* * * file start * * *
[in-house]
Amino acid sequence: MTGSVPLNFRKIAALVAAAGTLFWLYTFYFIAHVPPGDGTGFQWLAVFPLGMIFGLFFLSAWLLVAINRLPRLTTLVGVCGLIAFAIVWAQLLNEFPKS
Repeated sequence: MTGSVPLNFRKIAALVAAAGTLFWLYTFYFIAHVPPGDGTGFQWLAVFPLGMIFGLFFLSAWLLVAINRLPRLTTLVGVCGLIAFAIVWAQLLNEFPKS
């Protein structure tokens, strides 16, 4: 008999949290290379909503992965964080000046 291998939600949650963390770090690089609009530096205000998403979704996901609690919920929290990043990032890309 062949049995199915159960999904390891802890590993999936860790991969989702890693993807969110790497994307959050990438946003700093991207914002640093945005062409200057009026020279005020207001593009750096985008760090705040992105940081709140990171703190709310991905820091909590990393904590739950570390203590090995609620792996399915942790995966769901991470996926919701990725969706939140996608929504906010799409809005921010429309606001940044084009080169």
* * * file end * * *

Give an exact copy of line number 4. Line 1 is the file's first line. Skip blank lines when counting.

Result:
């Protein structure tokens, strides 16, 4: 008999949290290379909503992965964080000046 291998939600949650963390770090690089609009530096205000998403979704996901609690919920929290990043990032890309 062949049995199915159960999904390891802890590993999936860790991969989702890693993807969110790497994307959050990438946003700093991207914002640093945005062409200057009026020279005020207001593009750096985008760090705040992105940081709140990171703190709310991905820091909590990393904590739950570390203590090995609620792996399915942790995966769901991470996926919701990725969706939140996608929504906010799409809005921010429309606001940044084009080169």